Sunday, November 05, 2006

The African Way

Yesterday, I had invited a friend over for the afternoon.

I had to pay my rent in the morning (a 2-hour process that involves getting the entire sum in cash, going to the rental agency office in person, and taking home the handwritten receipt) so I told her to stop by after lunch. "2 o'clock or so?" I said.

And so at 10:30, I headed out to West Foire with a wad of bills. By 11:30 the deed was done, and I was on my way home. I stopped at a bakery at N'Gor, where I have to switch buses anyway, to pick up some snacks for N'diare (the friend) and I to munch on. I went with some fattening but tasty looking mini-quiches.

Once back in my neighborhood, I went to all the little grocery boutiques (and one private home) looking for Bissap juice (a local fruit that makes a tasty, red juice). Then, unsuccessful, I made a second circuit looking for Fanta. And, finally, I bought a box of mango juice.

Finally back at my apartment, parched and sleepy, at 12:45, I made myself a quick sandwich, and took a shower, and took to my bed to read and rest. Which quickly turned into a nap.

When my mother called at 10 past three, I was dead asleep.

When I finished checking my email and chatting with people online at 4, I was hungry.

I putzed around on the internet for a little while longer.

But the quiches, they were calling my name. So I cut one of them in half, brought it back to the computer, and started munching.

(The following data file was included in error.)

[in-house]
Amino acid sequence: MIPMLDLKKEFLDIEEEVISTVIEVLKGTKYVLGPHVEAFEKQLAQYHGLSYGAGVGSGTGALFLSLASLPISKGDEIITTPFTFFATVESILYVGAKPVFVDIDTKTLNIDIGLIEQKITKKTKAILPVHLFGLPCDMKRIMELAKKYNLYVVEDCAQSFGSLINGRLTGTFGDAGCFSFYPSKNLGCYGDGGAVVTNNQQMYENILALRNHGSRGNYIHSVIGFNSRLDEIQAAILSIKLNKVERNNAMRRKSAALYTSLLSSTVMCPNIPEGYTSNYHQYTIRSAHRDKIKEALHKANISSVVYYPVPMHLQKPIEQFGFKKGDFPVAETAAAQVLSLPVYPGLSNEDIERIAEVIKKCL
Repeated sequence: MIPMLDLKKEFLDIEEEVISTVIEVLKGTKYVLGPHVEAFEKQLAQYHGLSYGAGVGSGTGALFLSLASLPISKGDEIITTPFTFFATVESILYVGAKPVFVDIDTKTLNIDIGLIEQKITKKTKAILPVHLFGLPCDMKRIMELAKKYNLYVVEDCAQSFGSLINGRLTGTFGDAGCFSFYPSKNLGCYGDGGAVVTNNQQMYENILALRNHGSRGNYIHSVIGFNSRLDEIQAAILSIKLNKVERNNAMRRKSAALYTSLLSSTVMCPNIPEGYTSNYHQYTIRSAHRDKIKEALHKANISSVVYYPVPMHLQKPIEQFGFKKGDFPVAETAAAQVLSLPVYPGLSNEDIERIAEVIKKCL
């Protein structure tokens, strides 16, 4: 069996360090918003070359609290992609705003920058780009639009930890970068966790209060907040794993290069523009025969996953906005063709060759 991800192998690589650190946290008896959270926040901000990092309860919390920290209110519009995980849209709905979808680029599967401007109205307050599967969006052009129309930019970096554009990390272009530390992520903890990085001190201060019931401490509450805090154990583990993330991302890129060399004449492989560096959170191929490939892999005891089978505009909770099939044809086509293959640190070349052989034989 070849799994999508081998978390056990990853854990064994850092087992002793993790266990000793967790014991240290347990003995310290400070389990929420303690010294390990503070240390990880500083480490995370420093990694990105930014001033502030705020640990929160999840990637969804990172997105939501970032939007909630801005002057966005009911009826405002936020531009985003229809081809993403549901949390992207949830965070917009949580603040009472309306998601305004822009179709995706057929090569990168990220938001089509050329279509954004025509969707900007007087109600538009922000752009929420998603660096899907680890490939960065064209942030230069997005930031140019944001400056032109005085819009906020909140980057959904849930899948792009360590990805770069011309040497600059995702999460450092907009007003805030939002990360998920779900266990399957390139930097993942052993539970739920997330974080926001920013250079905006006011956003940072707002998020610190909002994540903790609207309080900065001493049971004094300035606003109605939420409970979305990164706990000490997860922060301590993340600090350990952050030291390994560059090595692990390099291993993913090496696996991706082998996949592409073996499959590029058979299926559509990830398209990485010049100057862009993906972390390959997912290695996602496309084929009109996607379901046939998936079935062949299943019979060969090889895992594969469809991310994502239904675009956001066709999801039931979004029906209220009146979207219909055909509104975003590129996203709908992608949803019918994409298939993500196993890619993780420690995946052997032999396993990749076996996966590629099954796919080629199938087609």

And then went right back into the kitchen and finished both baby quiches.

Which is kind of gross (BOTH quiches, I needed?). And also a problem because now all I had to serve my guest was some mango juice in a box.

Except it was after 4:30. I'd expected her around 2. She hadn't called to indicate she was late or on her way. Surely at this point, I should just assume she wasn't coming.

At a quarter-past five, there was a knock at the door.

There she was, with her adorable, incredibly tall 2 year old son. More than three hours "late."

Except she wasn't late. She'd prepared lunch for her family--untold dozens in two houses across the street from one another; the women take turns preparing meals--ate with them, and then come straight over. That was just how long it took.

And so I welcomed her in. I called my running buddies, who I had been supposed to meet an hour later, and told them I'd have to cancel because I had a guest. And I prentended that I'd never meant to serve baby quiches (pay no attention to the cheesy, flaky pastry crumbs on the dish on the coffee table).


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